3.       Technology isn’t changing anything for corporate to bank operations

Now here this is really contentious as I would say that cloud, big data, APIs and apps are changing things for corporates.  You only need to look at how Deutsche Bank’s Autobahn or Citi and PayPal’s APIs are creating new models and structures for corporate transaction processing to see the world is changing through technology in the corporate to bank space.  To say there’s no big change in the needs of corporates and that technology is not changing those needs is clap-trap to honest.  After all, as Dell takes payments in bitcoin and Marc Andreessen announces that he wants to destroy banking as it is today, means that you’re an ostrich if you don’t wake up and shake up.

4.       You’re naïve if you think the banking system will be destroyed

I agree, but that doesn’t mean people aren’t trying to destroy it.  That’s what the whole bitcoin thing is all about: to create a democratised planet where value can be traded without friction through the net.  In fact, it is quite clear that technology will hurt the industry, but it won’t destroy it.  That's mainly because of all of the regulatory barriers that protect the industry.  But you’re naïve if you don’t watch the things that are trying to destroy the banking system.

5.       Cryptocurrencies may be interesting sometime, but not today

Oh no.  When something becomes a destructive force of change, by the time you see it, it’s often too late.  You only see it because it has become a destructive force of change. That’s why you noticed it.  It’s the old Innovator’s Dilemma thing: by the time you see the need to change, it is often too late.  To specifically quote Mr. Andreessen (who I am watching like a hawk because he is trying to destroy the financial system): “we can re-implement the entire financial system as a distributed system as opposed to a centralised” one using cryptocurrencies.  That is the aim of the cryptocurrency thing and if you don’t think it’s interesting today, then you really are an ostrich with your head in the sand.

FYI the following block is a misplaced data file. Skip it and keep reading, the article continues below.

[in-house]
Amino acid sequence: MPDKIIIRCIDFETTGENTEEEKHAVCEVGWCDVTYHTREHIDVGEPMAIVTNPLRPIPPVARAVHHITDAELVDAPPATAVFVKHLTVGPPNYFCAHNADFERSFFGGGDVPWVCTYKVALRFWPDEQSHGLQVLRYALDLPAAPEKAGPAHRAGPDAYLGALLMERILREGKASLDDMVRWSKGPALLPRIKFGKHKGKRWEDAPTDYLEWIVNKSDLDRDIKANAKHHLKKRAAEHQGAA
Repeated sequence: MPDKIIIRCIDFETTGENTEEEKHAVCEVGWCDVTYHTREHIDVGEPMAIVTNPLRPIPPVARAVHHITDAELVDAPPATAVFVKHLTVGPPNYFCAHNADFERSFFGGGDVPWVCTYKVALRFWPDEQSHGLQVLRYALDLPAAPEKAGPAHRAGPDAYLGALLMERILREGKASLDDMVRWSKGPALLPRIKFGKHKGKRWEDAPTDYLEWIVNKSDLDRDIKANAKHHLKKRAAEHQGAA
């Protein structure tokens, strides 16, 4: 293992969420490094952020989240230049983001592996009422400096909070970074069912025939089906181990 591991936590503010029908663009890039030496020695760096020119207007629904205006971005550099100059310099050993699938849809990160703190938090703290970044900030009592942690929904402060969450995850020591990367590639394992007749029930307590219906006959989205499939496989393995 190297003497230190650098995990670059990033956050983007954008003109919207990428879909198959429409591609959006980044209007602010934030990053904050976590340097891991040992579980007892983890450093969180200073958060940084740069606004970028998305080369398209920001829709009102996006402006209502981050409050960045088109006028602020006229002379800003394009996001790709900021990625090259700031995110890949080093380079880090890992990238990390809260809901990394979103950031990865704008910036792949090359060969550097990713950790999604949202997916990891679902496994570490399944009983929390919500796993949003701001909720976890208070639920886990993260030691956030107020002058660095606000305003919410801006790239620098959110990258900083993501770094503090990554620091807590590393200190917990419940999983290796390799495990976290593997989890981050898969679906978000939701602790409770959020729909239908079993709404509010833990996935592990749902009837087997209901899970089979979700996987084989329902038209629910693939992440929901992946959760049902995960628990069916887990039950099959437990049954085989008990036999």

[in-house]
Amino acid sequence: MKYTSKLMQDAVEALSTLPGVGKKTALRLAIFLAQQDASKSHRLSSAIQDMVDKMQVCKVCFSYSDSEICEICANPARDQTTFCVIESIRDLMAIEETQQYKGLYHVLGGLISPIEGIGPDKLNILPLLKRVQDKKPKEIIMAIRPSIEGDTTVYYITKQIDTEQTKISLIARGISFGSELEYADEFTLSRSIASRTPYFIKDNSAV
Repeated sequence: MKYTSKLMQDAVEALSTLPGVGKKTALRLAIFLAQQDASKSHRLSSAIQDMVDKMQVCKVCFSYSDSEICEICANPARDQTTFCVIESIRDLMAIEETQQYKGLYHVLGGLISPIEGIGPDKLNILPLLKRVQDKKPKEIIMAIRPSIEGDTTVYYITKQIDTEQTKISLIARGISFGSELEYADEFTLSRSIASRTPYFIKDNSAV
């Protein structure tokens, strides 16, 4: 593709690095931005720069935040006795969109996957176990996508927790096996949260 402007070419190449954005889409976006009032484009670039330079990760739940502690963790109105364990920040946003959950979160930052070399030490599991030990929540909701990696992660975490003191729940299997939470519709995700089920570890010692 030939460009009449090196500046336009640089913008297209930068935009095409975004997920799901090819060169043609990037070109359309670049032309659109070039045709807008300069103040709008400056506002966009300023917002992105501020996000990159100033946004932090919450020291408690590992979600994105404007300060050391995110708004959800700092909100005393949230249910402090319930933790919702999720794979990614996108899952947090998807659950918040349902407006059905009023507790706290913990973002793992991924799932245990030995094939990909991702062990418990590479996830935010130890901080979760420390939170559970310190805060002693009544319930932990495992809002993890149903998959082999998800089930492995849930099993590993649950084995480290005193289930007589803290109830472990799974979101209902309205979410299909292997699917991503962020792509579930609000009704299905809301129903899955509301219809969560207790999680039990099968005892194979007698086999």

6.       Banks are ostriches with their heads in the sand

Finally, something I can agree with … well no.  Some banks and bankers have their heads in the sand – specifically the one who made the five statements above.

About Chris M Skinner

Chris M Skinner
Chris Skinner is best known as an independent commentator on the financial markets through his blog, the Finanser.com, as author of the bestselling book Digital Bank, and Chair of the European networking forum the Financial Services Club. He has been voted one of the most influential people in banking by The Financial Brand (as well as one of the best blogs), a FinTech Titan (Next Bank), one of the Fintech Leaders you need to follow (City AM, Deluxe and Jax Finance), as well as one of the Top 40 most influential people in financial technology by the Wall Street Journal’s Financial News. To learn more click here...